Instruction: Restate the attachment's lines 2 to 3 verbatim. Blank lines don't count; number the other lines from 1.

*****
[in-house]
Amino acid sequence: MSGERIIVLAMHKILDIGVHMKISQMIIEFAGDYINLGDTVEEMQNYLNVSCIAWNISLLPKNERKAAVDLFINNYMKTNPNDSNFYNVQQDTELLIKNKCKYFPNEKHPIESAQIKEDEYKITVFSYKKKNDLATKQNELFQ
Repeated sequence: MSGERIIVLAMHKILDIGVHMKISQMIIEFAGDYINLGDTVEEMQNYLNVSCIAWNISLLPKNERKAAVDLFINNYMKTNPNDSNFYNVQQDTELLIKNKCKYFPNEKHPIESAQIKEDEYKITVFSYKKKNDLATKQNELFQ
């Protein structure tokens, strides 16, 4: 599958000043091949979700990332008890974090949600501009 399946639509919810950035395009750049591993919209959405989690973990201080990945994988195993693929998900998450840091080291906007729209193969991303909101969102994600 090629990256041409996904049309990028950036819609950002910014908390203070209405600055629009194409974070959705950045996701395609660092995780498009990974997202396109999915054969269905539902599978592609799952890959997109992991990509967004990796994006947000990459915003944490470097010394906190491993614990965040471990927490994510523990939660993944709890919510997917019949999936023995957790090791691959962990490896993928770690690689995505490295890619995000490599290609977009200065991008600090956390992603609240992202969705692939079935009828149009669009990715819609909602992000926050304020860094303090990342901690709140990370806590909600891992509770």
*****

Amino acid sequence: MSGERIIVLAMHKILDIGVHMKISQMIIEFAGDYINLGDTVEEMQNYLNVSCIAWNISLLPKNERKAAVDLFINNYMKTNPNDSNFYNVQQDTELLIKNKCKYFPNEKHPIESAQIKEDEYKITVFSYKKKNDLATKQNELFQ
Repeated sequence: MSGERIIVLAMHKILDIGVHMKISQMIIEFAGDYINLGDTVEEMQNYLNVSCIAWNISLLPKNERKAAVDLFINNYMKTNPNDSNFYNVQQDTELLIKNKCKYFPNEKHPIESAQIKEDEYKITVFSYKKKNDLATKQNELFQ